Soy just got real personal for me. For years, I’ve been telling people the fact that more than one cup of soy milk each day can reduce men’s chances of prostate cancer by 70 percent.1

Recently my dad, who’s taken most of my health advice but has never been a fan of soy, was diagnosed with prostate cancer — an aggressive kind. Fears of soy lead many men, 88 percent in the same study, to reject it outright.

Soy also is personal for me because I work on behalf of the malnourished in Uganda where soy is the only affordable source of high-quality protein for the poor. No other plant-based food contains all nine essential amino acids required for human nutrition. Lack of knowledge about soy’s value causes many families who grow it, not to give it to their own children, 35 percent of whom are chronically malnourished.

You can hardly say the word “soy” these days without starting a debate. Many Americans, including many Christians, are wondering if soybeans are even a positive factor in the diet. We should know better. Researcher Dan Buettner found soybeans to be one of our super foods.2  These same beans were attributed for the longevity of the Blue Zone residents in Loma Linda California and Okinawa, Japan. He says the simple act of eating beans can add four years of life. So something about the bean is incredible. 

Soy is proven to help prevent many forms of cancers3 and even bone loss leading to osteoporosis4, yet many of us are passing the soymilk and choosing other non-dairy alternatives. Has anyone noticed that there are zero grams of protein in all the other “milks,” including almond, flax, coconut and cashew? For vegetarians, and especially vegans, the high quality protein in soymilk (eight grams per cup) should not be passed by.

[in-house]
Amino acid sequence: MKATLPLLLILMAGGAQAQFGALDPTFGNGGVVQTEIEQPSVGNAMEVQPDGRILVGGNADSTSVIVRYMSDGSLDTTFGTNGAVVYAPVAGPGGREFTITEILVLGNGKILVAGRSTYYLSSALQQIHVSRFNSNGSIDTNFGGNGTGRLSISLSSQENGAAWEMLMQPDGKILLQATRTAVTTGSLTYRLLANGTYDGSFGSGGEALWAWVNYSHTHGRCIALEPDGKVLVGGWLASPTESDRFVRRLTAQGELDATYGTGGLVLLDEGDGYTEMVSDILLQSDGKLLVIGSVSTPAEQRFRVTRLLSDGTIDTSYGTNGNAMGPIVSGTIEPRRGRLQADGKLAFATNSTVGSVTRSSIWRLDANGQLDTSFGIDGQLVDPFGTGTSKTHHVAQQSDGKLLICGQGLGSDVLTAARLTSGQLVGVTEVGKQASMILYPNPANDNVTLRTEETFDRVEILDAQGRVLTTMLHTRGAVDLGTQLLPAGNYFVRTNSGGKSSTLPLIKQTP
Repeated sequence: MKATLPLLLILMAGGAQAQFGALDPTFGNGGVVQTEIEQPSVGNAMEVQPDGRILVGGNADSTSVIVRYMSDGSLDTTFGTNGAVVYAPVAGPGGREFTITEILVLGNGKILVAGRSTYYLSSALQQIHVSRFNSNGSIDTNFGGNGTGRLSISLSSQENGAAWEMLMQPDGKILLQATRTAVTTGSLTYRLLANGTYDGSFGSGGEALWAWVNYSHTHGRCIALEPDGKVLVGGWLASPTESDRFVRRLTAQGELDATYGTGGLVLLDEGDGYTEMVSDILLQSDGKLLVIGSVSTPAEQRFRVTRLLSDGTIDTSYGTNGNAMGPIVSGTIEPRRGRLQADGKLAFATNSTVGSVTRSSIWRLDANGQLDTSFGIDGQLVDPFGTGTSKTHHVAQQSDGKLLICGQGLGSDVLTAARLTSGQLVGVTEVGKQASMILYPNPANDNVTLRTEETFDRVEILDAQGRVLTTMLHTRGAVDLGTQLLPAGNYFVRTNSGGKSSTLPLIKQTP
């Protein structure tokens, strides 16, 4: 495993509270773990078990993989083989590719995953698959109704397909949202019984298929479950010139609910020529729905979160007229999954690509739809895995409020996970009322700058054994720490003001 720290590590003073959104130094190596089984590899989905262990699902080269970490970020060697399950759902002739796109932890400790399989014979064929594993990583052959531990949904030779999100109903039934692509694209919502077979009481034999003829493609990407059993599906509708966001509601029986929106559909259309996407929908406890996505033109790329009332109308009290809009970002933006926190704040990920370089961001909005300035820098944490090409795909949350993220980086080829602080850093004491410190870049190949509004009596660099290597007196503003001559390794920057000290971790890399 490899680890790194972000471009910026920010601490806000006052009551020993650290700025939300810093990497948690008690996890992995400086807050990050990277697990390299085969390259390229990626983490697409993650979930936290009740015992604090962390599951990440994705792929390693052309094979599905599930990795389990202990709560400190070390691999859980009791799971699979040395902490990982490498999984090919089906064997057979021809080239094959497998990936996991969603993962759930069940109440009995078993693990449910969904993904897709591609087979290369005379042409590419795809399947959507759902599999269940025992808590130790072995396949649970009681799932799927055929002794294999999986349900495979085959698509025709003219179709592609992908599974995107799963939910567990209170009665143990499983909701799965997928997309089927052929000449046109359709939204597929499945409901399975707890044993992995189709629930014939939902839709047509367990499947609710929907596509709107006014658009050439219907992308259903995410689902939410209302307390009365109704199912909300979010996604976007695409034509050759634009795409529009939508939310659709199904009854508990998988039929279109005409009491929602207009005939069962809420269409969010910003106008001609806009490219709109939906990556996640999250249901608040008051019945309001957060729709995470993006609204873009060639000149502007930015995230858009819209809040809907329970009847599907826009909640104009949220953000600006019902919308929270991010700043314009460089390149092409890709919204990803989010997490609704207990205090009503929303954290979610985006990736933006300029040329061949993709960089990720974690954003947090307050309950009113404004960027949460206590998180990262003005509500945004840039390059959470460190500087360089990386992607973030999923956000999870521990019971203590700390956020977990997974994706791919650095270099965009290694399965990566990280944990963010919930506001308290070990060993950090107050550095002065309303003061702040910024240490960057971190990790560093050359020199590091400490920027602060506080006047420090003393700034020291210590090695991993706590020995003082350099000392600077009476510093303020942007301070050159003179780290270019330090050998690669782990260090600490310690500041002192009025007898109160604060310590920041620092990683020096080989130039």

While all grains and legumes benefit from a soak, soy needs 10–12 hours to activate the enzymes that make its nutrients available. A twenty-minute boil and you have a super food! From those beans, you can make your own milk, tofu or just keep boiling to eat them like any other bean. Their yellow color gives it the image of being a pot of gold. And, packed with fiber, minerals and amino acids, this treasure is unique. 

Call to Action: 10 Day Test!

"'Test your servants for ten days; let us be given vegetables [plant-based foods] to eat and water to drink. Then let our appearance and the appearance of the youths who eat the king's food be observed by you, and deal with your servants according to what you see.' So he listened to them in this matter, and tested them for ten days. At the end of ten days it was seen that they were better in appearance and fatter in flesh than all the youths who ate the king's food" (Daniel 1:12-15 ESV).

Would you consider adding more plant-based food to your plate this week? And see how you feel after your 10 day test!

  1. Jacobsen, B., S. Knutsen, and G. Fraser. “Does high soy milk intake reduce prostate cancer incidence? The Adventist Health Study (United States).” Cancer Causes and Control, 1998, 9, 553-557.
  2. Dan Buettner. Blue Zones: The Science of Living Longer. National Geographic, Washington DC, 2016, pp. 23, 35.
  3. Messina, M., V. Messina, and K. Detchell. The Simple Soybean and Your Health, Avery Publishing Group, New York, 1994.
  4. Matthews, Vichuda Lousuebsakul, Synnove F. Knutsen, W. Lawrence Beeson, and Gary E. Frasera. “Soy milk and dairy consumption is independently associated with ultrasound attenuation of the heel bone among postmenopausal women: the Adventist Health Study–2.”Nutrition Research Volume 31, Issue 10, October 2011, pp 766-775.

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